This article is designed to be the second part of a short series offering personal thoughts on the broad state of virtual reality (VR) and augmented reality (AR, together with mixed reality, or MR) as they appear to stand at the end of 2018, and where they might be going over the course of the next few years.
In doing so, I’m not attempting to set myself up as any kind of “expert” or offer predictions per se; I’ve simply been gorging myself on a wide range of articles and reports on VR and AR/MR over the last few weeks to make sure I’m caught up on things. In part one, I covered VR; This part therefore examines AR/MR, with an emphasis on headset / eye wear, as it is these tools that particularly interest me.
Compared to VR, AR/MR has been much more a slow burner in terms of press interest. The reason for this is simple: outside of a few headliners like the original Google Glass, Microsoft’s HoloLens and, most recently, Magic Leap One, AR/MR eye wear hasn’t really caught the media’s attention. However, in assessing the state of the VR and AR/MR markets over the next 3 years, SuperData predicts something of a rapid rise in AR/MR adoption, which could see the technology generate revenues very slightly in excess of those predicated by SuperData for VR by the start of 2022.
Even allowing for these figures including smartphone AR applications, this forecast might seem optimistic, but there are reasonable grounds to suggest they are not beyond the realm of possibility – if, perhaps a slightly holistic view is taken. I say this for a number of reasons: the increasing use of AR/MR in a range of workplace / service environments; the release of development platforms for AR on smartphones and mobile devices; and availability / development of new headsets; although there are some caveats.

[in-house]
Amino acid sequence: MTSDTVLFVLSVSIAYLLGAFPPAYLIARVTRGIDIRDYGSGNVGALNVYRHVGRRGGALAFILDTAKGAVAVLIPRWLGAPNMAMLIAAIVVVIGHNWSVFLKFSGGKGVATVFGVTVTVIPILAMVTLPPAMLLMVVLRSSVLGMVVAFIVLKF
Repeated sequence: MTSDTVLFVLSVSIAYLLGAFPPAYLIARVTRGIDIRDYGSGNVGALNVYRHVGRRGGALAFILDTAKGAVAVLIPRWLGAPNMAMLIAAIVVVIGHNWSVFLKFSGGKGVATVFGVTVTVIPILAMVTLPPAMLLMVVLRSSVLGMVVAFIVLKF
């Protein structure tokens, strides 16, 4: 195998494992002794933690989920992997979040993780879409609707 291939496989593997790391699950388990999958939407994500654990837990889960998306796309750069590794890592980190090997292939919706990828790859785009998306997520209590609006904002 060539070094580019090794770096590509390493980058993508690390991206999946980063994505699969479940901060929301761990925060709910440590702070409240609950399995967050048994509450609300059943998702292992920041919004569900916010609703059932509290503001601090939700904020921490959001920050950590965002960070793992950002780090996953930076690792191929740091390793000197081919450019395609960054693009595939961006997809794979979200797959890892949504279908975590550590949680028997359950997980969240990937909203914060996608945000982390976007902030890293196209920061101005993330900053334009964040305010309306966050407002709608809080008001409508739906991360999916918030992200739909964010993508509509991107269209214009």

I’d like to examine these ideas in turn, starting with adaptation of AR/MR in enterprise-type environments. In doing so, I’m limiting myself to briefly covering just three examples: Google’s Glass Enterprise Edition, Microsoft’s HoloLens and a company called Osterhout Design Group (ODG).
- Using the basic Google Glass concept (2013-2015) Glass Enterprise Edition re-lunched in mid-2017 with 50 US companies using it in engineering, training and services including GE Aviation, Boeing, Volkswagen, AECO, and DHL, and with a range of healthcare uses, including Augmedix and Brain Power (see Google Glass: The Comeback?, July 2017 for more).
- Microsoft’s HoloLens has been similar adopted by a range of companies including Volvo Cars, Japan Airlines, BlueScope Buildings and Trimble (architecture and building design), Autodesk, together with widespread adoption in healthcare from training through to major aspects of surgery in hospitals around the world. Most recently, the US Army has given Microsoft US $480 million to develop the HoloLens for troop training and combat missions, while NASA utilises it both on the International Space Station (Project Sidekick) and as a mission / prototyping visualisation tool (projects OnSight and ProtoSpace).
- Osterhout Design Group (ODG) – a company that potentially help Microsoft develop the HoloLens when they sold 81 patents related to AR and head-worn computers to the software giant for US $150 million in 2014. Have released a family of AR glasses, the R-7 and R-7HL (“hazardous locations”) specifically designed for use across business and industrial applications, providing heads-up information displays and overlays. In 2017, ODG launched the R-8 and R-9 glasses, utilising Qualcomm’s more powerful Snapdragon 835, with R-8 intended to start bridging the gap between “enterprise” and consumer use.
There are other examples of AR headset use in business (and entertainment) to be sure, but I hope the above are enough to make the point. Highlighting the use of AR systems in the workplace is important (as it is with VR – see part 1 of this series) because familiarity with them in the workplace could help spur people’s willingness to bring it into the home as affordable consumer systems start to appear, because: because a) they have experienced it within their workplace and have seen it benefit them; b) the hardware involved is (more-or-less) the “same” as the hardware they are buying (familiarly encourages both trust and experimentation).